Iranian Playwright Nassim Soleimanpour Challenges Portland Guests With His Eponymous Experimental Play

The first preview of “Nassim” at Portland Center Stage saw Soleimanpour share the stage with Zia McCabe, keyboardist and bassist for The Dandy Warhols.

Nassim (David Monteith-Hodge / Photograp)

“Yeki bood, yeki nabood.…”

Around the world, stories begin with a phrase like “Once upon a time.” Nassim Soleimanpour, in his play Nassim, teaches the audience how to say it in Farsi, his mother tongue.

Soleimanpour began writing stories “to travel the world when he couldn’t.” Refusing compulsory military service prevented him from obtaining an Iranian passport. He first exported his debut play, White Rabbit Red Rabbit, in 2010, with new performers taking on the story each night after unsealing a box. In 2013, Iran granted Soleimanpour a passport so he could see the play at the World Theatre Festival in Brisbane, Australia.

Since then, Soleimanpour has moved to Germany and created a new show. In an experimental format similar to that of White Rabbit, Nassim has unrehearsed performers act opposite Soleimanpour himself, and learn a little Farsi to tell a story from his childhood. Nassim debuted in London in 2017, and was performed in 20 countries within 200 days in 2018 before finally reaching the United States in 2019.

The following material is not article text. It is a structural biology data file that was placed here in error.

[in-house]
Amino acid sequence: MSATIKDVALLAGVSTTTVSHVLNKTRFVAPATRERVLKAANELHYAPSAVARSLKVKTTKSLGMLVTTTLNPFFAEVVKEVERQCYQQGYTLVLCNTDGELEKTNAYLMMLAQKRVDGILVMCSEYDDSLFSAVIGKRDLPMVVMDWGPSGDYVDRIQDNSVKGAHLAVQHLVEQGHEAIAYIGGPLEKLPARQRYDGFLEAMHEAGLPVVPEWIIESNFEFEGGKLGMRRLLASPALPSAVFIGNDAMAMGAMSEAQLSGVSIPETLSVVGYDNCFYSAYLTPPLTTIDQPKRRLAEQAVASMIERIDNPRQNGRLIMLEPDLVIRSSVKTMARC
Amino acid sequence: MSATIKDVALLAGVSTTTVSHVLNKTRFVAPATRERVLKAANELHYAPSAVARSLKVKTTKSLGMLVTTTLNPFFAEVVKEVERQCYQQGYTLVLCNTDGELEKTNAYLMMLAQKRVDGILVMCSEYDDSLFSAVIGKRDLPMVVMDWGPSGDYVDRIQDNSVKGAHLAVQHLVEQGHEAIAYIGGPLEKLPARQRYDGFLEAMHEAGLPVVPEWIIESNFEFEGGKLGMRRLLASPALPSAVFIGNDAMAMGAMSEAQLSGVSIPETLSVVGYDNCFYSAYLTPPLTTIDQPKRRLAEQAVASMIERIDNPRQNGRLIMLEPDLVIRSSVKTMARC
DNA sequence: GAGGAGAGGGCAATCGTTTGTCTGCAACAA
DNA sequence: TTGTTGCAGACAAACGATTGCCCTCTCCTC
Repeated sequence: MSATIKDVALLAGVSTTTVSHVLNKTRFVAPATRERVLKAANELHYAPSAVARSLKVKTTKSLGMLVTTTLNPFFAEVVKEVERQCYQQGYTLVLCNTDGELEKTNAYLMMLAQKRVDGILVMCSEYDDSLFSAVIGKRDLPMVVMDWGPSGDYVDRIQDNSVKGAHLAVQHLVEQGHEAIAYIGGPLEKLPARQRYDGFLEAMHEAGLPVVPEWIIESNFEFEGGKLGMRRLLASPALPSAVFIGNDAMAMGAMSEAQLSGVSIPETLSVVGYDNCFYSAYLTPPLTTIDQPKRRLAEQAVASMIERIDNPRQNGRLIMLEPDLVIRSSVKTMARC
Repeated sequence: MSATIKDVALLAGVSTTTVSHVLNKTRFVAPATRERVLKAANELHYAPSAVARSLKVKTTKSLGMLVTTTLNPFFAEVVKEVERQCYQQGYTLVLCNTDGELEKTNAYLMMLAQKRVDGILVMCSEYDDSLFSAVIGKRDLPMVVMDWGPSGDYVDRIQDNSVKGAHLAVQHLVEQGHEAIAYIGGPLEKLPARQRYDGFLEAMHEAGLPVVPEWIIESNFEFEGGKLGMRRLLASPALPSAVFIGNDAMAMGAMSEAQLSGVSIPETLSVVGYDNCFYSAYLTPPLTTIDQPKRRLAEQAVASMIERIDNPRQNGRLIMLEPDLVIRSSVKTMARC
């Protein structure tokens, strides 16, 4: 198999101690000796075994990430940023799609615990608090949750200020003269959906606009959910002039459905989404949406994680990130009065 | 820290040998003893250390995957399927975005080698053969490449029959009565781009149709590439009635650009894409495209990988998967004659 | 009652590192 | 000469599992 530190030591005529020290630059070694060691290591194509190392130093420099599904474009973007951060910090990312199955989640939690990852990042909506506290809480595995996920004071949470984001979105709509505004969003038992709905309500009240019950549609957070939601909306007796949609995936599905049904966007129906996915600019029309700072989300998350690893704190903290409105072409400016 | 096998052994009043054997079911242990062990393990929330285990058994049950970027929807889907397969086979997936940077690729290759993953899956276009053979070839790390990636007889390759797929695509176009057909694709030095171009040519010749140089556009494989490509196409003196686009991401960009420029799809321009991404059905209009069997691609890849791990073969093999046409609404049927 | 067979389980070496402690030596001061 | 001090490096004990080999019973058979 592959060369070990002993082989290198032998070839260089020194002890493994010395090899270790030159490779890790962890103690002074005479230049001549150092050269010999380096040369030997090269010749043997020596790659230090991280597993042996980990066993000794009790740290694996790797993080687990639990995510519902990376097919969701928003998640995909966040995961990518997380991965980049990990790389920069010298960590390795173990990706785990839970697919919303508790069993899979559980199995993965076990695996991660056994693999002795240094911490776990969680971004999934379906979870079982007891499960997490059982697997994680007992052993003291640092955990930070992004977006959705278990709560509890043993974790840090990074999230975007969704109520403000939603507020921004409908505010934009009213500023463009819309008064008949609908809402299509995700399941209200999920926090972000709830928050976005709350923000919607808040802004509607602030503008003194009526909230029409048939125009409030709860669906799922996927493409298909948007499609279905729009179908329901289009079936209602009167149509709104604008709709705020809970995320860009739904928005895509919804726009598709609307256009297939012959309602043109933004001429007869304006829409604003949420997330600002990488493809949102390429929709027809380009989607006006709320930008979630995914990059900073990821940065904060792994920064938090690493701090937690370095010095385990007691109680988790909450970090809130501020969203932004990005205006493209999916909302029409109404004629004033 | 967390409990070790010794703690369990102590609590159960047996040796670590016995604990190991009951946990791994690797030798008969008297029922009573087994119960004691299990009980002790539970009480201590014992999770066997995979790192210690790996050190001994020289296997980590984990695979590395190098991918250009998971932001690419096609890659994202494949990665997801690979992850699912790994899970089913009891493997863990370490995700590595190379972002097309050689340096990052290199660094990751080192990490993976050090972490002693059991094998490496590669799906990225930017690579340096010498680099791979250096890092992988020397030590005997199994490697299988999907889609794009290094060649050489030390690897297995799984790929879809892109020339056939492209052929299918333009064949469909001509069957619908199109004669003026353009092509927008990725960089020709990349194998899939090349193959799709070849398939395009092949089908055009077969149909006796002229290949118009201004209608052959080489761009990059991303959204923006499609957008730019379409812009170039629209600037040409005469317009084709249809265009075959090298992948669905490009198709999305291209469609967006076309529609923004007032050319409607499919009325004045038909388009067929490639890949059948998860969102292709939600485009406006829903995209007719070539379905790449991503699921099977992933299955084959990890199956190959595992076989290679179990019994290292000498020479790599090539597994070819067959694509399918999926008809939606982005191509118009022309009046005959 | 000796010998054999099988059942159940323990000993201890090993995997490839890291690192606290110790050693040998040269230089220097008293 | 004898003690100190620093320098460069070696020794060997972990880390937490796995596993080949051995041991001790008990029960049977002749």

This spring, Nassim (a co-production with Boom Arts) comes to the Ellyn Bye Studio at Portland Center Stage, with a wide variety of performers on the calendar through May 12. Among them are local names like KGW meteorologist Matt Zaffino and the iconic Unipiper, Brian Kidd. Also on the bill are actors who cut their teeth on popular sitcoms, like Reid Ewing (best known as Dylan on Modern Family).

For the first preview March 30, Soleimanpour shared the stage with Zia McCabe, keyboardist and bassist for The Dandy Warhols. At first, the playwright remained backstage, transmitting live images of lines for McCabe to read, as well as italicized stage directions, which McCabe would sometimes recite by mistake (prompting hastily scribbled reminders).

After emerging onto the stage, Soleimanpour remained silent, communicating in gestures. Part of the conceit was that just as McCabe was to learn some Farsi, so Soleimanpour was to learn some English. He keeps a notebook full of new words he discovered from cities all over the world (Korean and Spanish were visible as he flipped through his book, although he said he still wished to add some Japanese swear words).

In English and Farsi alike, the play speaks to the child within everyone. Soleimanpour would not be the playwright he is today without his mother’s linguistic teachings, a method that included having to eat tomatoes if he got a word wrong. Naturally, McCabe (plus some audience volunteers in one segment) wound up eating small tomatoes, with McCabe even sneaking one behind Soleimanpour’s back.

For an evening, family love and language learning successfully brought Nassim’s audience back to when they were all young.

SEE IT: Nassim plays at Portland Center Stage, 128 NW 11th Ave., 503-445-3700, 7:30 pm Wednesday–Sunday, 2 pm Saturday–Sunday and 2 pm select Thursdays, through May 12. $25–$66.50.

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